Top tips for working internationally as a freelancer

As a digital nomad, one of the perks of the job is being able to travel the world, working as you go. But there’s still plenty to think about before you’re ready to start freelancing internationally…

Before taking your freelancing career global, there are things you need to consider to make sure you’re set up properly. After all, you don’t want to get yourself into hot water (unless you’re checking out any natural geysers!)

Here are our best tips for getting your international freelance career off the ground…

Check the local working permits
Make sure you’re not contravening any crucial employment laws when you’re travelling. Always check online first for information on working permits, and make sure you apply in time to travel. You may need to plan ahead by several months to get your relevant permit.

Make sure you’ve got everything you need
When you’re on the move, you might not have your normal network of support. Check that you’ve got the relevant paperwork, technology and useful numbers that you’ll need to travel stress-free. It’s a good idea to keep important contacts – such as your local Embassy – in both digital and paper form so you’re not caught out.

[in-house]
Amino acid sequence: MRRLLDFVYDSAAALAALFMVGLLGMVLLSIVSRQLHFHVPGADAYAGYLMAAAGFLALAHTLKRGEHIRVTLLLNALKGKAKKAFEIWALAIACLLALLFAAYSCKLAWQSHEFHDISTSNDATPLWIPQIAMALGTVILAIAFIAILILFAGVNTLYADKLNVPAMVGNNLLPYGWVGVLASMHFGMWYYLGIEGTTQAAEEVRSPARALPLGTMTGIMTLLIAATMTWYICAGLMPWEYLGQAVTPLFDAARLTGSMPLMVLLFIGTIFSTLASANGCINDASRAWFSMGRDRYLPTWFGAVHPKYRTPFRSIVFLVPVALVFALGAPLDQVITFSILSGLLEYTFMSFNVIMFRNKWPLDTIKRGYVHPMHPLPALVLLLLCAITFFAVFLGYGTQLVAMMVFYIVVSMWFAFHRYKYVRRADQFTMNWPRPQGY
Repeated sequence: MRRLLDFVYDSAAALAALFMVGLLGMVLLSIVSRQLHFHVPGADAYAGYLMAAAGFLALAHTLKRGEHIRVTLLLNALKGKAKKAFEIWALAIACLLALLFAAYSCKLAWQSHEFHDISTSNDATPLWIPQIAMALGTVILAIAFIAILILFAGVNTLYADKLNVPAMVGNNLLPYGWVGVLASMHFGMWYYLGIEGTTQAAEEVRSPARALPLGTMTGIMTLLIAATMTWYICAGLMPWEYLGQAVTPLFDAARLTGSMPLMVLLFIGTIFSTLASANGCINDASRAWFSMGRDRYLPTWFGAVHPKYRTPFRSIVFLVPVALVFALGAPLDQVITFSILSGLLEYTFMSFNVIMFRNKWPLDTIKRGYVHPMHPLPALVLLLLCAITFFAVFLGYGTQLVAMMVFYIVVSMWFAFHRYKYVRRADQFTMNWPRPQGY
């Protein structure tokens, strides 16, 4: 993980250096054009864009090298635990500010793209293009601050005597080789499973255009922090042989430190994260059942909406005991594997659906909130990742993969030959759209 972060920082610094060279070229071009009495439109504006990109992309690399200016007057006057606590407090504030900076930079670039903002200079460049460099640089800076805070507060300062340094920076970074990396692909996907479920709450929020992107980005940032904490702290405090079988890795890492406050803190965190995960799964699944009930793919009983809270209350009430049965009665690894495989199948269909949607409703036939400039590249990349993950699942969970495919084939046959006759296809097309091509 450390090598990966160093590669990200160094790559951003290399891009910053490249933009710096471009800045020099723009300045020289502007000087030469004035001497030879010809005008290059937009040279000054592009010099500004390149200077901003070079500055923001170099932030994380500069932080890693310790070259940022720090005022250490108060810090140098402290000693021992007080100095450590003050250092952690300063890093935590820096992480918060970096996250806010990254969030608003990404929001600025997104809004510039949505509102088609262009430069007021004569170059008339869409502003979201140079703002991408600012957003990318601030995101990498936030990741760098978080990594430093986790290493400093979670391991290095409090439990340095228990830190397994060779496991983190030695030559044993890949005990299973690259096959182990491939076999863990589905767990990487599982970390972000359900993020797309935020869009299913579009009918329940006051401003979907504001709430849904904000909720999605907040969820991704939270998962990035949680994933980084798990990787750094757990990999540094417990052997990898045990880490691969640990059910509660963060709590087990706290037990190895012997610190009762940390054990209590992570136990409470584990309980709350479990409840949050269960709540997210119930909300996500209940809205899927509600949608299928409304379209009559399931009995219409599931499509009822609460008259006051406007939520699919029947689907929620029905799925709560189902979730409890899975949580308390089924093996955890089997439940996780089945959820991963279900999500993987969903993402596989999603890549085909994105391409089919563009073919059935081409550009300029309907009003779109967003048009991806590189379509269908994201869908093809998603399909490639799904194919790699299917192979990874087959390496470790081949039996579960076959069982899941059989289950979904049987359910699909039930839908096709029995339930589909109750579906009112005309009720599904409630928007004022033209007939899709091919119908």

Know your time zones
If you’re working for international clients, you might find yourself caught out by time zones. Make sure that if you’re scheduling calls or setting deadlines, you’re sure of your client’s working times – you don’t want to promise something you can’t deliver, or organise a meeting for the middle of the night.

Monitor your pay
When working away from your native country, you might find yourself caught out by financial issues. If you’re being paid in one currency, but it’s being converted to your home denomination, you might find yourself losing out with transfer and conversion fees. Make sure when asking for pay, you’re covering any extra costs you may incur just for receiving your salary.

Familiarise yourself with tax law
Caught up in the whirlwind of travel, you might find yourself on the wrong side of tax law if you’ve not planned ahead. Even though you might be paying income tax in your home country, you might incur further taxes in any new location you’re calling home, even temporarily. It’s best to check with a tax professional to see if you need to worry about taxes in more than one place – no one wants to pay twice!


Posted by The Secret Businessman

Images courtesy of Press Association